2nd September 2013: As pupils head back to school this week, leading children’s food charity Magic Breakfast is announcing it is expanding its programme of free school breakfast provision to 8,000 children - an increase of over 1,000 children from the start of the year. The charity now runs a vital food service reaching 240 schools across England, with 160 schools on its waiting list requesting urgent aid at the beginning of the Autumn term.
The founder of Magic Breakfast, Carmel McConnell, says: “Many children survive on very little food over the school holidays, so we work closely with our school partners to ensure they get a good breakfast, and are encouraged to eat their hot school lunch, right from the start of term. Teachers tell us it can take several weeks to return children to pre-holiday health. Our healthy breakfasts are delivered free of charge to schools hit hardest by food poverty. For a small charity 8,000 children is a huge number to feed every day, but we can’t allow these children to miss a morning of classroom concentration simply because they are too hungry to learn”.
A new research article by the Human Appetite Research Unit  at the University of Leeds provides fresh evidence that habitual breakfast eating (frequency and quality) and School Breakfast Programmes have a positive effect on children’s academic performance, with the clearest effects being measured on the mathematic and arithmetic grades of undernourished children. The report, by Katie Adolphus*, Associate Professor Clare L. Lawton and Professor Louise Dye, can be found at:
Katie Adolphus, lead author, commented: “Those children who regularly eat breakfast are more likely to have higher school grades. Those children who skip breakfast have more difficulty focusing on classroom tasks and concentrating in class, which is apparent in both well and undernourished children and children from deprived backgrounds. This has implications for school performance. Children from deprived backgrounds and those who are undernourished may not skip breakfast by choice, but rather due to limited availability of food at home.”
New studies on the effects of breakfast on behaviour and school performance will be published by the Leeds team soon.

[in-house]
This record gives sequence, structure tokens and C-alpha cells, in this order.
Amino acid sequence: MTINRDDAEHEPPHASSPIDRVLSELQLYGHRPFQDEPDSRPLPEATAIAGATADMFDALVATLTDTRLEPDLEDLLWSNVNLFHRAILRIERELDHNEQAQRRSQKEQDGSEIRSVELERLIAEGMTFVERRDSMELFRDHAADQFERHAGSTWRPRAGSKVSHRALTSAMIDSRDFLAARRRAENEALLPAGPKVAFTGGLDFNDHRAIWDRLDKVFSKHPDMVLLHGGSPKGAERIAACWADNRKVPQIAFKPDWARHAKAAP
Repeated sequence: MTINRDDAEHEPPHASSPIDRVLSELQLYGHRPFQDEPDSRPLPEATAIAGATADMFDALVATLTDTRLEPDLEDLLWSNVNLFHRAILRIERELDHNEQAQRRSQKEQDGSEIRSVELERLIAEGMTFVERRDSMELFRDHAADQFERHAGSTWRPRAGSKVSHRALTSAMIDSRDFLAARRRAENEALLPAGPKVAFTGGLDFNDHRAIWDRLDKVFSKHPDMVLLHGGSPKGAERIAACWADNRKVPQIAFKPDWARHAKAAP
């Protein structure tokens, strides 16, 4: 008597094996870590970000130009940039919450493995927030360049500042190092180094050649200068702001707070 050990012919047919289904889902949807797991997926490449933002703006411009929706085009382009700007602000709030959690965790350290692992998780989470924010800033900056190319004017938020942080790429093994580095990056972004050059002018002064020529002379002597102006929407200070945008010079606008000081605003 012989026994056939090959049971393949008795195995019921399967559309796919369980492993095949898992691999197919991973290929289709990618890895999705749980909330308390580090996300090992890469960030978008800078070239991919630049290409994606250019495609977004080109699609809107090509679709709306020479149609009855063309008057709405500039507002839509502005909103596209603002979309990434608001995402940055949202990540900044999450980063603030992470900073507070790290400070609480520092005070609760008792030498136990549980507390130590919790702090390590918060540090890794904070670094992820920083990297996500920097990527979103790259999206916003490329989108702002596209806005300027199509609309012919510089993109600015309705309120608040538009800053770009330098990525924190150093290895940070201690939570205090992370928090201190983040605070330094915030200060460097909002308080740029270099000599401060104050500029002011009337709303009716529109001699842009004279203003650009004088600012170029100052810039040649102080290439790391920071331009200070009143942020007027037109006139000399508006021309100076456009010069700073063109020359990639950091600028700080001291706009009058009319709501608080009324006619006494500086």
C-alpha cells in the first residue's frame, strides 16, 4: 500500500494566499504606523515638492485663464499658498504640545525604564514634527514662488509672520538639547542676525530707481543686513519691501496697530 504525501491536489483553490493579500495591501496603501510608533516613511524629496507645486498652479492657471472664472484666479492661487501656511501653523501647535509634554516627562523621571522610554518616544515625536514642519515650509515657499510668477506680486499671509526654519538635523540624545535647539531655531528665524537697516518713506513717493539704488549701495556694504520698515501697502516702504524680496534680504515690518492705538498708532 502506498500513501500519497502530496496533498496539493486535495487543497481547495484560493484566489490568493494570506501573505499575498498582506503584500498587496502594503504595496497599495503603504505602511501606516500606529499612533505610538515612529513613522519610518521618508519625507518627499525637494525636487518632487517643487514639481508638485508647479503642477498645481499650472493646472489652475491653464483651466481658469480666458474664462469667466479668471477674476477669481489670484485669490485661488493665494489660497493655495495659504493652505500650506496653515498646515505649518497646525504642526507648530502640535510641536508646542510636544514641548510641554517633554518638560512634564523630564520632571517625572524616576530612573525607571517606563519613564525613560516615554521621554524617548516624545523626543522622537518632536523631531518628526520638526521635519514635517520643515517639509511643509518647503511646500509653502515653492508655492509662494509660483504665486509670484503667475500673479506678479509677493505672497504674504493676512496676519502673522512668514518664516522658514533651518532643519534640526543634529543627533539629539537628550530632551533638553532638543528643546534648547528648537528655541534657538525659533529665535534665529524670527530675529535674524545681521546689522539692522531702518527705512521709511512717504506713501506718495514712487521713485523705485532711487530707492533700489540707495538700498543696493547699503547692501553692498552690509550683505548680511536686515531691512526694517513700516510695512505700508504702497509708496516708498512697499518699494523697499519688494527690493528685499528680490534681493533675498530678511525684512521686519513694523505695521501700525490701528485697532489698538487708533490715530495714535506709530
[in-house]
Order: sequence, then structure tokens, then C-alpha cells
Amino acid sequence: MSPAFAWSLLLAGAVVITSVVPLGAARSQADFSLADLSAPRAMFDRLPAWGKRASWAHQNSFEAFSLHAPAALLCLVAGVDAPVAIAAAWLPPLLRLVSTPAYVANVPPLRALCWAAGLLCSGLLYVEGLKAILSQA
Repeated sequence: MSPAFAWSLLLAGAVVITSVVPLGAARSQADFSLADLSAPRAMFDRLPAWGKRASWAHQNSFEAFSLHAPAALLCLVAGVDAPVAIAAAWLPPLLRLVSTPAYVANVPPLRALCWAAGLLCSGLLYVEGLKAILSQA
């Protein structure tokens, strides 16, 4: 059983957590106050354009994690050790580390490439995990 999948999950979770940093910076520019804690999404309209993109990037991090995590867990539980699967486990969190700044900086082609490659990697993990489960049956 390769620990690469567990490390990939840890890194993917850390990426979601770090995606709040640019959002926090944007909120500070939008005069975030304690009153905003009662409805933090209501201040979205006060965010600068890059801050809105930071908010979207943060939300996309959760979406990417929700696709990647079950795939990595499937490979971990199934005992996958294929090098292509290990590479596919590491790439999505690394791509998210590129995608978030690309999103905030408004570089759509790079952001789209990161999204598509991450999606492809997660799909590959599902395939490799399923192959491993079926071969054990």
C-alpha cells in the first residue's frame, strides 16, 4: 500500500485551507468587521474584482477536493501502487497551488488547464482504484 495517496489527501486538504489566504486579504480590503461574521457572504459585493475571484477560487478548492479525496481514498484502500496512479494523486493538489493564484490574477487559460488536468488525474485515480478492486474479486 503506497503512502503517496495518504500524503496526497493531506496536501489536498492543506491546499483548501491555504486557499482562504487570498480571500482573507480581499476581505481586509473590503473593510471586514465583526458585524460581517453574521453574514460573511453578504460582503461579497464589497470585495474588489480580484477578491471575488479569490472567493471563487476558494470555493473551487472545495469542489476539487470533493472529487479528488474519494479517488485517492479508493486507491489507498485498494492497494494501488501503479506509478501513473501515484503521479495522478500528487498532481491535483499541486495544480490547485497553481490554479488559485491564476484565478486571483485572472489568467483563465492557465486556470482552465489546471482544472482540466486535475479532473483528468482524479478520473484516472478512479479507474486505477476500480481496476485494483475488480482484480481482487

Front. Hum. Neurosci., 08 August 2013 | doi: 10.3389/fnhum.2013.00425
•Katie Adolphus*, Clare L. Lawton and Louise Dye "The effects of breakfast on behavior and academic performance in children and adolescents", Human Appetite Research Unit, Institute of Psychological Sciences, University of Leeds.
For more information, and to arrange an interview with Carmel McConnell, founder of Magic Breakfast and Katie Adolphus, from the University of Leeds, please contact:
Sophia Dettmer, Southwick Media Consultancy.
Tel: 07803 800164.
Press Officer | Communications | University of Leeds
T: 0113 34 38059
Notes to Editors:
Carmel McConnell, founder of Magic Breakfast, is a member of the School Food Plan expert panel, working with Henry Dimbleby and John Vincent from Leon, to review school food across the board. The Panel reported its findings in July. The full report can be found here www.schoolfoodplan.com
Magic Breakfast would like to provide food support to all primary schools in need, to improve pupils’ educational outcomes and health, as well as provide childcare support to parents. The charity receives no public funds and urgently needs support from business leaders and members of the public to carry on this work. It has an ambitious agenda, to help more parents feed their children a good breakfast at home as well as create self-funding breakfast clubs longer term.
It costs Magic Breakfast:
• 22p to buy a healthy breakfast for a primary school pupil
• £3.50 to give a child healthy breakfast for a month
• £42 to feed a child for a year
Stories from Magic Breakfast schools:
“I’ve seen a child slip under his desk, faint with hunger. I’ve taken him out, given him a drink and one of your bagels and he sprang back into life. He’d probably not eaten anything since school dinner the day before. That’s why we rely on Magic Breakfast. With breakfast, children are ready and able to learn.”
“Oliver was on report nearly every day for disruptive behaviour. Since coming to the breakfast club he’s become a bright and engaged student who is eager to participate in lessons.”
“Some of our children come to school with the remains of yesterday’s take away in their lunch box – some cold fried chicken (mostly bones) and a few cold chips.”
“At about 11.30 children start going to the classroom door because they can smell the school lunch and are hungry. They can’t wait to get into the main hall to eat. We have to ask them to sit down and wait. It’s heartbreaking.”
“These kids only have one chance at childhood, and one chance at education. Education is going to be their best way out of poverty. By feeding and valuing them, Magic Breakfast makes a practical difference to these children every single day”.
The University of Leeds
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